In Part IV of the build, just when I thought I was getting close to done with the front sight, I had to restart.
I'd hacked too much off the LPA front sight. It was unusable, so here I try again with a new shotgun front sight from Fusion. The plan was the same, get an adjustable front sight, modify it to attached to the revolvers MCX-based rail and then illuminate a white jade bead on the front sight post.
Below are pictures of the process pretty much in order. I'll add a bit of commentary between, but the steps were pretty similar to what I was working on with the original sight post. And, if a picture is worth a thousand words, 8 pictures of sloppy metal work has got to be worth..... hundreds of words.
Above is the Fusion sight straight out of the box. It's build to attach to picatinny rails, so the easy button would have been to simply attach it to this future blaster as is and move on. But, that would also make it useless because it sits too high and co-witness with the Sig Romeo Zero. And it looks clunky.
Below is looking from the bottom on the front sight where I used my trusty Dewalt Brushless Drill to drill holes for bolts to pass from the top of the front sight, through the handguard's mounting holes and into the mounting block on the front of the GP-100's barrel.
With the LPA front sight, I attempted to remove a bunch of material so the front sight wouldn't be in the way of the handguard attaching to the barrel. This time, I'm using the same bolts to lock the front sight and the handguard to the revolver at the same time. This will be much more secure.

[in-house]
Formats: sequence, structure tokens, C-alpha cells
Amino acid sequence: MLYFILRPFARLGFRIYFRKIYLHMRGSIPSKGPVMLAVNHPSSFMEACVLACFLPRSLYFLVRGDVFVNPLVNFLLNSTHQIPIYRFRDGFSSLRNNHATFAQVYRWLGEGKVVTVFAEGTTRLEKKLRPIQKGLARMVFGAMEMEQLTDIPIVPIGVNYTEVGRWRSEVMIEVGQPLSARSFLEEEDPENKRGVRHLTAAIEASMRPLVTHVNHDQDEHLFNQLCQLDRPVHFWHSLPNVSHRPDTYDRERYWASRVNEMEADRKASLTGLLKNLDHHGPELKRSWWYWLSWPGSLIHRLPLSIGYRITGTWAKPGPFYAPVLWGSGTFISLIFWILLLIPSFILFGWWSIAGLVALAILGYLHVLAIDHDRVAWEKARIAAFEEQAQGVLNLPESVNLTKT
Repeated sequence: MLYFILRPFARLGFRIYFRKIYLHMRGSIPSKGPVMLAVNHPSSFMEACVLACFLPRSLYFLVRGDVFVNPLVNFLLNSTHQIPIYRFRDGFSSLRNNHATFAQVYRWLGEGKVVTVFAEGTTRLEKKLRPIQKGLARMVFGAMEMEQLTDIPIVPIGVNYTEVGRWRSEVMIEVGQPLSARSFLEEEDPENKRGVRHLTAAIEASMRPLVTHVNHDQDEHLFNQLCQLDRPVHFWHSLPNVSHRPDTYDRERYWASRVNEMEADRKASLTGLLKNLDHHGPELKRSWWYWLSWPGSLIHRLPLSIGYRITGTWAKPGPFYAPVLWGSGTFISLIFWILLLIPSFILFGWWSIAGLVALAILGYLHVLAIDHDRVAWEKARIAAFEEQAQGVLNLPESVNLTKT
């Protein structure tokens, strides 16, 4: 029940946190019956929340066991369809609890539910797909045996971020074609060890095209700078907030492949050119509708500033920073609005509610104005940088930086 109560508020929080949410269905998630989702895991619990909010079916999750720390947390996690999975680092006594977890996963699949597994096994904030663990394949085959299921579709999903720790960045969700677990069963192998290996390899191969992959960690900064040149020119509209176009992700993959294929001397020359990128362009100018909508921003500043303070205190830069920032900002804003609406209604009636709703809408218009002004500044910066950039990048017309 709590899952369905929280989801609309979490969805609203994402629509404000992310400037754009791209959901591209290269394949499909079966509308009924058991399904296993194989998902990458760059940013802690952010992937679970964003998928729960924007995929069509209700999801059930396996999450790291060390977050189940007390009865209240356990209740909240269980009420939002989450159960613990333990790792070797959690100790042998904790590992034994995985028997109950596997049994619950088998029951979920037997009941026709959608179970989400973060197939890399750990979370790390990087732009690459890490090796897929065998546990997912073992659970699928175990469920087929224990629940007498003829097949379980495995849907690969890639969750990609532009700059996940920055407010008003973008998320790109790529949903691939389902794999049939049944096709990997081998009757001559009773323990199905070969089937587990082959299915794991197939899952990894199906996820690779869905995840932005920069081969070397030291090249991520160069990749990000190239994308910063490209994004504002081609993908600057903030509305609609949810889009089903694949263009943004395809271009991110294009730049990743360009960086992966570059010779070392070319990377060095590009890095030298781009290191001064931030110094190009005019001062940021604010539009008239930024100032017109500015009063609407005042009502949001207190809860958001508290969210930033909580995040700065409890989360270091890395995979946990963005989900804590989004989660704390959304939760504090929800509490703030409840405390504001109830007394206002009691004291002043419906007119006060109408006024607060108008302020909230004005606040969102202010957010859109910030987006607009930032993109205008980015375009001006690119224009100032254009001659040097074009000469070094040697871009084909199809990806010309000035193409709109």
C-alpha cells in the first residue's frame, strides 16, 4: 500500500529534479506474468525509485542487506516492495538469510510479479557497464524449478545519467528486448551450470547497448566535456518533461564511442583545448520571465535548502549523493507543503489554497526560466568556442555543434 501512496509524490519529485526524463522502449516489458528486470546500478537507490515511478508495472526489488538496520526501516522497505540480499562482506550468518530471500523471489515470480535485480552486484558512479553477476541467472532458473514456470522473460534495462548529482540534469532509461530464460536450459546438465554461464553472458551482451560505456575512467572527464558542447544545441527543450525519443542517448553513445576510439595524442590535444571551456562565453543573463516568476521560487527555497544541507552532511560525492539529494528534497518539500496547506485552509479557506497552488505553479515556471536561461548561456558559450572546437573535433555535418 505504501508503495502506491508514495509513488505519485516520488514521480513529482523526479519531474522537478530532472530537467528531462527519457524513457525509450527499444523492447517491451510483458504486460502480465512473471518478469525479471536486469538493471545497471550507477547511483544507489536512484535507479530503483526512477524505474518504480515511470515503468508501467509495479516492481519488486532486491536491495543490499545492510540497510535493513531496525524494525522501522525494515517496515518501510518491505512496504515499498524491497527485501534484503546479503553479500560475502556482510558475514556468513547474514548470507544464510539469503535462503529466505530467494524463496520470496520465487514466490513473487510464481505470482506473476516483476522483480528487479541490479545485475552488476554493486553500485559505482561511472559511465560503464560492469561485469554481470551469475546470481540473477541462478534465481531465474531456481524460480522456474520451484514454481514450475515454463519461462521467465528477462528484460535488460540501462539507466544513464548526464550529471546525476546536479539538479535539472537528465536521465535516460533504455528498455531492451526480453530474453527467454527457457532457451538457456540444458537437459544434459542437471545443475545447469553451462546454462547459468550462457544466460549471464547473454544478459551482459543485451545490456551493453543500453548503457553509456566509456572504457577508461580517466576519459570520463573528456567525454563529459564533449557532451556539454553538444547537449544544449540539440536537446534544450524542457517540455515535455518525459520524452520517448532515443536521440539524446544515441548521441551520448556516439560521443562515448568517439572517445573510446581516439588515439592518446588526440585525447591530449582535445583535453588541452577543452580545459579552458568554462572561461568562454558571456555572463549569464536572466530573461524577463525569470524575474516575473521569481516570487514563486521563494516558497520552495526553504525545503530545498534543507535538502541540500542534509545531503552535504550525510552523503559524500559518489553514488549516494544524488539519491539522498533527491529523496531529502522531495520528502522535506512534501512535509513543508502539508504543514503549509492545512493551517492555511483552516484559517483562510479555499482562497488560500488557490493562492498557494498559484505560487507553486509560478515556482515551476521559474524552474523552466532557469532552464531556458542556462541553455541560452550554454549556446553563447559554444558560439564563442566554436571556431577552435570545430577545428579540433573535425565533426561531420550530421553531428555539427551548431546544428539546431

As with the LPA front sight, I had to cut the base off of this one. Not only did I want to reduce the bulkiness of the picatinny rail arms, I also needed it to sit lower on the handgaurd. The red dot mount is nearly flush with the top of the picatinny rail (you can see that above), so I need the front sight so sit pretty low as well. If it doesn't it'll block a large percentage of what is seen through the red dot.
Below you can see it sitting lower on the rail and the picatinny arms no longer sticking out to each side. I also had to put a small notch in the front of the housing becuase it's ~1/8" longer than the section of the rail I'd flatted.
Then it was time to test. It's hard to get a good picture of the illumination of the jade bead on the front sight post because the camera picks up a bunch of light from the flashlight that is an inch away. However, when looking down the rail, the jade bead shines brightly against the contrast of the black housing.